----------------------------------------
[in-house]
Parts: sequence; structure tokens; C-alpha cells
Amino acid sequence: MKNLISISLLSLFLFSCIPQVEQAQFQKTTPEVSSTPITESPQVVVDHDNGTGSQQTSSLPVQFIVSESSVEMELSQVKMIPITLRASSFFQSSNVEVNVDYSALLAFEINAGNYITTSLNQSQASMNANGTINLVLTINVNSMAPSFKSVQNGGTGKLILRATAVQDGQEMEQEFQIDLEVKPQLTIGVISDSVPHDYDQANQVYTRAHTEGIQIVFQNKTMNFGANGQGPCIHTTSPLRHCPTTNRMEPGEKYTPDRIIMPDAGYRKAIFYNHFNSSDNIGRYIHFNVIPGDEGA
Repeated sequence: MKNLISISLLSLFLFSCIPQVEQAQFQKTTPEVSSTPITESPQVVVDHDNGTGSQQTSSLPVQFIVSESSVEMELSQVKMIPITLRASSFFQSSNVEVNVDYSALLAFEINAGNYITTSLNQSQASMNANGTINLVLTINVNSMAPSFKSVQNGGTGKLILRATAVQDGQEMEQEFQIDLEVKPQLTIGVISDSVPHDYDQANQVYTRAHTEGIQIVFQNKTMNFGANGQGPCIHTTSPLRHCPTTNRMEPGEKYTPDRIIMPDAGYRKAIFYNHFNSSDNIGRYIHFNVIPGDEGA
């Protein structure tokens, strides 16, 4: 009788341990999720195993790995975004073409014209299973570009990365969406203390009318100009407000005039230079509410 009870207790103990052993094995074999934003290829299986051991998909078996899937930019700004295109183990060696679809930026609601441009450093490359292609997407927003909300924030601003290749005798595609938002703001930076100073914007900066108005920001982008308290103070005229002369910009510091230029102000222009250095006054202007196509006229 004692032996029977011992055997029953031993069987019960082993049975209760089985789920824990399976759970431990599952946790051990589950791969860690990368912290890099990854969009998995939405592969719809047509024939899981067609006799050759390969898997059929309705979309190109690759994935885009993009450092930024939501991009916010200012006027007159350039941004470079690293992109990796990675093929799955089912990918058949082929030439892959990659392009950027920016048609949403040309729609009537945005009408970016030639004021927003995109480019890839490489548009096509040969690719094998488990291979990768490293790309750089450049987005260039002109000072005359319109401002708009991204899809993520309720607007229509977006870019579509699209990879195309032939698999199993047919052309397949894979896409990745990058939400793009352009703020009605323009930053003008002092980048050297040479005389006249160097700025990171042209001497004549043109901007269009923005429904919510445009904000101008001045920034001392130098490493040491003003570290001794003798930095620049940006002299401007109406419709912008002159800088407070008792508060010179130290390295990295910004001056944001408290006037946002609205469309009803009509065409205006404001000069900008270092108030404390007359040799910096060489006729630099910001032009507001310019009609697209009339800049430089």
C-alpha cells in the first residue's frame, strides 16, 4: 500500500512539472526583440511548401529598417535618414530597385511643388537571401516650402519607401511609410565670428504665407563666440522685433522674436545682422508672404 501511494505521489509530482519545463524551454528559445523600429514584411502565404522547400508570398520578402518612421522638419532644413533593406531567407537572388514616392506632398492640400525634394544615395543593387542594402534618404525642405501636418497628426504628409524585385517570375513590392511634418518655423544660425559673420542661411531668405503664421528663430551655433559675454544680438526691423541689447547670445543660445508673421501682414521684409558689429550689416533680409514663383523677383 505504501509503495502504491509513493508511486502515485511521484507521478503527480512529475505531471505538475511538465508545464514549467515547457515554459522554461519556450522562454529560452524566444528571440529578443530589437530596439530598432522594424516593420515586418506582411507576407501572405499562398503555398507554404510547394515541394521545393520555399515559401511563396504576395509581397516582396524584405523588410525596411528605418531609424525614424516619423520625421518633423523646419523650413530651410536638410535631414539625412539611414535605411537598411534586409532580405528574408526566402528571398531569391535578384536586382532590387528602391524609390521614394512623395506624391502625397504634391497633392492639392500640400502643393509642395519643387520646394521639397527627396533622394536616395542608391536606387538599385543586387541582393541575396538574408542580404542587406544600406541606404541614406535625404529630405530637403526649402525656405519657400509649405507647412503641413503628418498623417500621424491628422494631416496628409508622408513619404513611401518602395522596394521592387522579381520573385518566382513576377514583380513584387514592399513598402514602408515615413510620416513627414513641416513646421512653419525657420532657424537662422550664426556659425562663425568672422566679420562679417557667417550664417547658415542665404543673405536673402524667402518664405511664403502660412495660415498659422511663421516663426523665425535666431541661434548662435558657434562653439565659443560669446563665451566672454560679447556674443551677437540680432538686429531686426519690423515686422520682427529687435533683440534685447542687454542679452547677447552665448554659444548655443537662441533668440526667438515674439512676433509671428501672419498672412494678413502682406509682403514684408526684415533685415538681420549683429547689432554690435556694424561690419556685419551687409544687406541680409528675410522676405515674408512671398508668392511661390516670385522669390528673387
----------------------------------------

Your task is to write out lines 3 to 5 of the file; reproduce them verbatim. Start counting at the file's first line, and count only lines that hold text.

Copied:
Amino acid sequence: MKNLISISLLSLFLFSCIPQVEQAQFQKTTPEVSSTPITESPQVVVDHDNGTGSQQTSSLPVQFIVSESSVEMELSQVKMIPITLRASSFFQSSNVEVNVDYSALLAFEINAGNYITTSLNQSQASMNANGTINLVLTINVNSMAPSFKSVQNGGTGKLILRATAVQDGQEMEQEFQIDLEVKPQLTIGVISDSVPHDYDQANQVYTRAHTEGIQIVFQNKTMNFGANGQGPCIHTTSPLRHCPTTNRMEPGEKYTPDRIIMPDAGYRKAIFYNHFNSSDNIGRYIHFNVIPGDEGA
Repeated sequence: MKNLISISLLSLFLFSCIPQVEQAQFQKTTPEVSSTPITESPQVVVDHDNGTGSQQTSSLPVQFIVSESSVEMELSQVKMIPITLRASSFFQSSNVEVNVDYSALLAFEINAGNYITTSLNQSQASMNANGTINLVLTINVNSMAPSFKSVQNGGTGKLILRATAVQDGQEMEQEFQIDLEVKPQLTIGVISDSVPHDYDQANQVYTRAHTEGIQIVFQNKTMNFGANGQGPCIHTTSPLRHCPTTNRMEPGEKYTPDRIIMPDAGYRKAIFYNHFNSSDNIGRYIHFNVIPGDEGA
């Protein structure tokens, strides 16, 4: 009788341990999720195993790995975004073409014209299973570009990365969406203390009318100009407000005039230079509410 009870207790103990052993094995074999934003290829299986051991998909078996899937930019700004295109183990060696679809930026609601441009450093490359292609997407927003909300924030601003290749005798595609938002703001930076100073914007900066108005920001982008308290103070005229002369910009510091230029102000222009250095006054202007196509006229 004692032996029977011992055997029953031993069987019960082993049975209760089985789920824990399976759970431990599952946790051990589950791969860690990368912290890099990854969009998995939405592969719809047509024939899981067609006799050759390969898997059929309705979309190109690759994935885009993009450092930024939501991009916010200012006027007159350039941004470079690293992109990796990675093929799955089912990918058949082929030439892959990659392009950027920016048609949403040309729609009537945005009408970016030639004021927003995109480019890839490489548009096509040969690719094998488990291979990768490293790309750089450049987005260039002109000072005359319109401002708009991204899809993520309720607007229509977006870019579509699209990879195309032939698999199993047919052309397949894979896409990745990058939400793009352009703020009605323009930053003008002092980048050297040479005389006249160097700025990171042209001497004549043109901007269009923005429904919510445009904000101008001045920034001392130098490493040491003003570290001794003798930095620049940006002299401007109406419709912008002159800088407070008792508060010179130290390295990295910004001056944001408290006037946002609205469309009803009509065409205006404001000069900008270092108030404390007359040799910096060489006729630099910001032009507001310019009609697209009339800049430089």